She arches one perfect eyebrow, the motion so eerily familiar that he suddenly wants to cry. “You get that little crease between your eyebrows,” she says softly and reaches her finger out to touch the spot on his forehead, “Right there.”


Henry swallows.


“Mom,” he says eventually after Mayor Mills retreated her hand, the spot where she pressed her fingertip tingling. He adds after a little pause, “And you. And why everyone keeps telling me these things about my dad that make him sound like some kind of superhero when I only want something… something...”


“Real?” she offers.




“They do make him sound like some kind of Captain America when in reality he was more of a Tony Stark, wasn’t he?” Mayor Mills muses and dibs another fry into her milkshake.


“How do you know any of that?” Henry stares at her incredulously. He never even got Mom to understand why Tony Stark was the way cooler character than Steve Rogers. Mayor Mills was definitely the last person he expected to know anything about the intricacies of the Marvel universe.


“I did saw you reading a comic book the other day and… well… the most interesting characters are always the ones with the most flaws I would say,” she responds without answering his question at all.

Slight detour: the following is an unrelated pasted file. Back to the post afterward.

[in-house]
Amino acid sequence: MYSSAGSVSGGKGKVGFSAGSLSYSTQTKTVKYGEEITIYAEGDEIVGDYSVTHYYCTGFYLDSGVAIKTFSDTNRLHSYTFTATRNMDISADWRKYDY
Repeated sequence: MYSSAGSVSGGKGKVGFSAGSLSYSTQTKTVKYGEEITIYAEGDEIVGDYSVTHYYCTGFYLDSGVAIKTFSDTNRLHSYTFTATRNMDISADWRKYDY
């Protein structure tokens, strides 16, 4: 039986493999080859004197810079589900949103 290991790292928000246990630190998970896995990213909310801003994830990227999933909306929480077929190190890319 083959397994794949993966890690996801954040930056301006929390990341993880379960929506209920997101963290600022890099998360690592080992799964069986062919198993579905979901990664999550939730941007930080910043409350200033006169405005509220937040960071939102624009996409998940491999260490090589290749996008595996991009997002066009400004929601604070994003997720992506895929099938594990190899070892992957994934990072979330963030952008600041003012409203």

“Yeah… maybe,” Henry scoffs, “Guess my dad had a lot of flaws.” He angrily stabs a fry too far into the milkshake and can’t be bothered to fish it out again.


“I can’t say that I knew your father very well, but I do know this: he loved you very, very much.” It’s the first time that he believes something anyone says about his father, and he drops the fry in his hand back onto the plate, his stomach suddenly a ball of nerves.


“If that’s true then why did he leave? Why did he hurt Mom so much?”


“Sometimes, when all we try to do is protecting someone who we love we end up hurting them in the process,” Mayor Mills says, quiet and serious and he feels the weight of her words settling on his shoulders.


“Like you’re hurting me?” He doesn’t mean for the flash of pain to dart across Mayor Mills’ face and he knows she doesn’t mean to hurt him. It’s not on purpose. But however noble her intentions might be, this uncertainty, this constant wondering and questioning and balancing on the edge of the most important revelation of his life – it does hurt him.


“Oh, Henry…,” her breath hitches and her hands reach out for his across the table, “Hurting you is the last thing I want to do.”


“Then tell me the truth,” he pleads and squeezes her fingers that are sticky with salt.


“And what truth would that be?”